The majority of classic romantic novels end with either marriage or heartbreak. Now, book lovers around the world will have the chance to plot and develop their own real-life romantic stories as a major publisher launches the first online dating site aimed purely at literary enthusiasts.
PenguinDating.com was developed in conjunction with the established online dating provider Match.com after the publisher's online team came up with the initial idea as a way to extend the brand and pique the interest of readers. While sites such as GoodReads provide a virtual community for avid book readers, the Penguin site focuses primarily on lonely hearts.
The service – which went live last week – has already attracted more than 500 subscribers in its first three days, and will be promoted at the end of more than two million paperback novels.
Those who sign up to the dating system will be asked in their profile to list the book they have read most recently. They will also be able to search potential suitors' profiles for mentions of their favourite book.
Katya Shipster, a Penguin spokeswoman, said: "The idea behind the site was to get readers to be able to interact and connect on many different levels. We're trying lots of different online initiatives at the moment. We want the most amount of people to get the most enjoyment out of our books – and to possibly even find relationships at the end of it."
Hopeful suitors will be able to sign up to the site for free, but will have to subscribe should they wish to contact anyone.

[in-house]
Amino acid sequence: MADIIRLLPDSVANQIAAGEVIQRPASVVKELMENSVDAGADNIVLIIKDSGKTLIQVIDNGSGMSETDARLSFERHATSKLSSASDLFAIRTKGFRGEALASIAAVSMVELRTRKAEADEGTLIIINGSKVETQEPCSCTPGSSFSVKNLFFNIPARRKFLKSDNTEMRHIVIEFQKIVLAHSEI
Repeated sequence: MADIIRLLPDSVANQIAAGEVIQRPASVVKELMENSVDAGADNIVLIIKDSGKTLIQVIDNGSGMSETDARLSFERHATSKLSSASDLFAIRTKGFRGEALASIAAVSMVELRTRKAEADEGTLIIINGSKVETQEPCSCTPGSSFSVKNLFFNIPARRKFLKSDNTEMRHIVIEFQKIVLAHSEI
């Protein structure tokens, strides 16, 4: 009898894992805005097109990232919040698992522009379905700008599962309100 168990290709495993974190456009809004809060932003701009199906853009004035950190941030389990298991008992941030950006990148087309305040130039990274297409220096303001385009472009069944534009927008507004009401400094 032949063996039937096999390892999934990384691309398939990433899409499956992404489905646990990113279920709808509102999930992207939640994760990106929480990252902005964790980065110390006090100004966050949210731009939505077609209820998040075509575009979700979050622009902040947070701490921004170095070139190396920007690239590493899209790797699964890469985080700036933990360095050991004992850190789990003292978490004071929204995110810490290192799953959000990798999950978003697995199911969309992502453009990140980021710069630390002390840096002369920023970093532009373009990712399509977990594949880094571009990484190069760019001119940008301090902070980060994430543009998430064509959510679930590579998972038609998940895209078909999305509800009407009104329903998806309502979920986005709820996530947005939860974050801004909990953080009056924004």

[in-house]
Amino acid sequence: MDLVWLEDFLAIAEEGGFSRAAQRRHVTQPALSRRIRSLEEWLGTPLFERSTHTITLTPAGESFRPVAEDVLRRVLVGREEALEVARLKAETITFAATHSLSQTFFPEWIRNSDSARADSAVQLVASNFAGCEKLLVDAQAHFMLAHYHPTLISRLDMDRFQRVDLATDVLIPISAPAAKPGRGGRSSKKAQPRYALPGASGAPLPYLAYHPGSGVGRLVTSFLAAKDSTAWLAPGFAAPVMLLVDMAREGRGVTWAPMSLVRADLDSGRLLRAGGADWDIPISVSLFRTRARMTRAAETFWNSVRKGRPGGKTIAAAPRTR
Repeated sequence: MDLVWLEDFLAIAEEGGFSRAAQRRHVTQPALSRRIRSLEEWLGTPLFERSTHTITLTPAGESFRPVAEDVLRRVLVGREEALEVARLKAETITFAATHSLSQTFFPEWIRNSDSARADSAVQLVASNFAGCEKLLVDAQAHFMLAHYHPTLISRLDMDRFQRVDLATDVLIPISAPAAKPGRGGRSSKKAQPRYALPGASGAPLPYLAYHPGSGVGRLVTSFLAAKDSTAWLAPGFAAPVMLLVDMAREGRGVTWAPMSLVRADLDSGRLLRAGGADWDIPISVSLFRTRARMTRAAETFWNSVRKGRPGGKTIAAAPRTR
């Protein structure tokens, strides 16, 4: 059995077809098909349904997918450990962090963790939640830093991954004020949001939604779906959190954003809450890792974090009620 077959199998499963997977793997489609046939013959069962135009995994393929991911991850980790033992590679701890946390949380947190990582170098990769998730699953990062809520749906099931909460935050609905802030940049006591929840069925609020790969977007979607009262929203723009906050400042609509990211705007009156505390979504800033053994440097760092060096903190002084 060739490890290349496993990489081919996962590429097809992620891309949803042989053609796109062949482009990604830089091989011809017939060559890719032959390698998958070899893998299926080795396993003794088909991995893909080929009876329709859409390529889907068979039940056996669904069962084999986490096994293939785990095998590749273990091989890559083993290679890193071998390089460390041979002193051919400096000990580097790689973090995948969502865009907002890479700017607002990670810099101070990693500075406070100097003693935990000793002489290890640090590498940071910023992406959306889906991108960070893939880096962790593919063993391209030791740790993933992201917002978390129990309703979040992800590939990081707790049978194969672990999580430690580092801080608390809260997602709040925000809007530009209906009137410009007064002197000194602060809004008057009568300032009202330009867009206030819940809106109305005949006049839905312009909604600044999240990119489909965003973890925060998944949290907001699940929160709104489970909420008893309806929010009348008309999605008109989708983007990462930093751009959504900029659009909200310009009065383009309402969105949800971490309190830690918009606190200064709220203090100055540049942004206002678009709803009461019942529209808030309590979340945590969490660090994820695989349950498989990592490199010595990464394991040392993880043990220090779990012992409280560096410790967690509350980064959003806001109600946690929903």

The company is hoping that celebrated authors will provide content for the site – and maybe even hope to find love themselves. "A couple of our authors had actually met someone on dating sites prior to the PenguinDating being set up, although I can't say who they are," said Ms Shipster.
"Julia Llewellyn, who has just published The Model Wife, is going to be writing on the site, as well as Adele Parks. Alain de Botton is also very interested in writing something that will be linked to the theme of finding love," she added.
The Penguin site might be the first online site aimed at connecting literary love, but personal ads have long been an established fixture in periodicals such as the London Review of Books (LRB), which published a book, They Call me Naughty Lola, containing of some of the more quirky examples. David Rose, the advertising director at the LRB, who edited the book, said the ads began "with the simple idea of helping people with similar literary and cultural tastes get together".
Since the first ad the LRB received over a decade ago – which was from a man "on the lookout for a contortionist who plays the trumpet" – many readers from around the world have congregated in the small ads section in the hope of finding love.
"The advertisers are rarely inhibited by positive thinking and they don't tend to suffer the same degree of nervous overstatement found in other lonely-hearts columns," said Mr Rose.
Ads such as "Bald, short, fat, ugly male, 53, seeks short-sighted woman with tremendous sexual appetite. Box no 9612" have led to erudite, literary lovers forming relationships through the advertisements.
One of the most famous titles about "literary love among the bookshelves" was Helene Hanff's 84 Charing Cross Road. The story chronicles Hanff's 20-year correspondence with the chief buyer for Marks & Co, a London bookshop. Sadly, that particular story did not have a happy ending.
Penguin hopes that the future online romances achieved through its website are far happier: "The first Penguin wedding would be a great story," said Ms Shipster.
And if it doesn't work out, there are plenty of self-help titles in the bookshop for the heartbroken to read.